And, yeah, this goes the other way. If something’s tense, it’s three times as tense at Christmas (scientifically measured). When something horrible happens, it’s even more horrible because it happened at Christmas. And to touch on a serious issue, depression’s never great, but depression during the holidays is just awful.

So I think it’s fair to say there are stories that may lean heavily toward non-Christmas elements, but the Christmas setting amplifies these stories. It inherently makes them more than they would be without it. Not a coincidence how many Christmas stories involve finding true love or reuniting with your family. And there’s a serious glut of Christmas horror movies. No, seriously. They’ve been a thing for decades.

Now… keeping all that in mind… let’s talk about Die Hard.

Die Hard is loaded with Christmas elements. I mean, 90% of it is set at a Christmas party gone very bad. And it’s a high-end party so decorations are everywhere. Really, look at a lot of these scenes and check out how often there’s a wreath, a garland, a Christmas tree, something. I’d bet half the scenes in this movie have a direct, visual tie to Christmas. And the music! It’s all Christmas music. All of it.

Plus, this setting is a big driver for the plot. John’s out in LA to see his kids and maybe patch things up with his wife. The Christmas party is why there are so many people conveniently in the building after hours to be taken as hostages. The watch she got as a Christmas gift from her boss is a point of contention (and a great Chekhov’s gun). When the FBI wants to shut down power to the building, the main reason there’s a fight is because it would mean shutting off the electricity to ten blocks of LA on Christmas Eve. Hell, John’s last minute surprise for Hans Gruber and his Huey Lewis look-alike pal? Remember how he pulls that off…?

Finally… the amplification factor. Realizing your relationship is collapsing is always bad, but on Christmas Eve? Sweet jebus, that’s a gut punch. Getting taken hostage absolutely sucks, but when it happens at the company Christmas party? And issuing ominous threats to the bad guys is badass, but when you get to tag on Ho-Ho-Ho…? Seriously, it’s one of the most memorable moments in a movie filled with great moments.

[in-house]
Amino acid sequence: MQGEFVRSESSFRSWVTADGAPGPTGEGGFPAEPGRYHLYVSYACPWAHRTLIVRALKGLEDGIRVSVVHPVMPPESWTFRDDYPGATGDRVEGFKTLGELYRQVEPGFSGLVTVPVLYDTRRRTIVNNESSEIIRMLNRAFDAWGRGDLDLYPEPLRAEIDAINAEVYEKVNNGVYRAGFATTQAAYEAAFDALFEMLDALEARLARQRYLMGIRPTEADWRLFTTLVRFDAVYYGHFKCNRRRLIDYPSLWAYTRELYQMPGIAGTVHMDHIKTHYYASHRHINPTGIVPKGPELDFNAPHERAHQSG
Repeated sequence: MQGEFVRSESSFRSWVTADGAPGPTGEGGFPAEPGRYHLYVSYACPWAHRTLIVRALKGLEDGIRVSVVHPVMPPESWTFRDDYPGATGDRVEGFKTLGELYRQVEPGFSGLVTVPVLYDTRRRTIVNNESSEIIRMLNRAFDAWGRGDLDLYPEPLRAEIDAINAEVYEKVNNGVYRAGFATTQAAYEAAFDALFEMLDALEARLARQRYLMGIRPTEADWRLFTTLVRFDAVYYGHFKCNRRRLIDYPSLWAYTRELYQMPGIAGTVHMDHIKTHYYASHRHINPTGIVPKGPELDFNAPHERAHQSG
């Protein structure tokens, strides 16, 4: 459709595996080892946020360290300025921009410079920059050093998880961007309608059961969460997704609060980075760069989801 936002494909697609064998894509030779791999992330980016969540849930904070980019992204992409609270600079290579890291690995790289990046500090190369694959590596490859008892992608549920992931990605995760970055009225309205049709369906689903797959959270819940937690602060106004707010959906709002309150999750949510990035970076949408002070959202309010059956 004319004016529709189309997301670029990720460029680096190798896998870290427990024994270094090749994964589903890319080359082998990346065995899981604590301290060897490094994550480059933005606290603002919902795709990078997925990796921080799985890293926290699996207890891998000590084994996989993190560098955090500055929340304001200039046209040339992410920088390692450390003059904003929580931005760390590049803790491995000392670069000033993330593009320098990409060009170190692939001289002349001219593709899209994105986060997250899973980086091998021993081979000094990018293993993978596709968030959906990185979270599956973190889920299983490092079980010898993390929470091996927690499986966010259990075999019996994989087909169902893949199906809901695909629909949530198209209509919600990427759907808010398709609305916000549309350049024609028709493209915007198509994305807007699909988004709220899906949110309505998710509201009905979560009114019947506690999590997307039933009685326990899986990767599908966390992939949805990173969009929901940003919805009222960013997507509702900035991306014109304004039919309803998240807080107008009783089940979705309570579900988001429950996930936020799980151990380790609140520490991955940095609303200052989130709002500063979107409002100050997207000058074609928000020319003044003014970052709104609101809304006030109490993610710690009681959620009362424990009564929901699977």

And so many of those moments get cranked up five or ten percent higher ‘cause we’re constantly reminded… it’s Christmas.

So… is Die Hard a Christmas movie? I mean, I think it is. And if you want to argue it isn’t then I think there’s a lot of other movies (many of them with Christmas in the title) that we’d have to toss out as well. ‘Cause if we’re saying hitting all these benchmarks doesn’t matter… well…

Look, nobody likes a grinch, okay?

With that, speaking of grinches, I give you one last shameless capitalist reminder that you can give people ebooks as last-minute gifts, and I happen to have a ton of them out there.

I hope this long weekend is wonderful and peaceful for you, no matter who you are, whatever you believe, and whatever you celebrate this season.

And maybe we’ll squeeze in one more chat before 2021.

November 10, 2020

The A2Q Master List

Hey, since I’ve been asked about this a few times now…

When I did the A2Q how-to-write-a-novel thing at the start of the year, it was every other week, and then every week, and trying to find those posts now, in reverse order, can make it a bit troublesome. So here’s a master list of more or less the whole thing. Now I can just point folks here, or you can just save the one bookmark. Y’know, if you felt this was bookmark-worthy.

Part One—The Idea

Part Two—The Plot

Part Three—The Characters

Part Four—The Story

Part Five—The Setting

Part Six—The Theme

Part Seven—The Outline

Part Eight—The First Draft

Part Nine—The Editing

Part Ten—The Criticism

Part Eleven—The Revisions

Part Twelve—The End
For the record, there were some other posts I slapped the A2Q tag on—the supplemental material, if you will—but I didn’t include them here. They’re useful, but most of them were afterthoughts and they’d feel a little jammed in, I think, if I tried to work them in here where they should be. When I someday bind all this into an ebook, I’ll make sure they’re all incorporated from the start.

Next up, rocks. And right after that, I’d like to do one holiday tradition a little early.

Now go write.

June 3, 2020 / 1 Comment

Getting the Message

This post ended up being a bit more timely than I expected.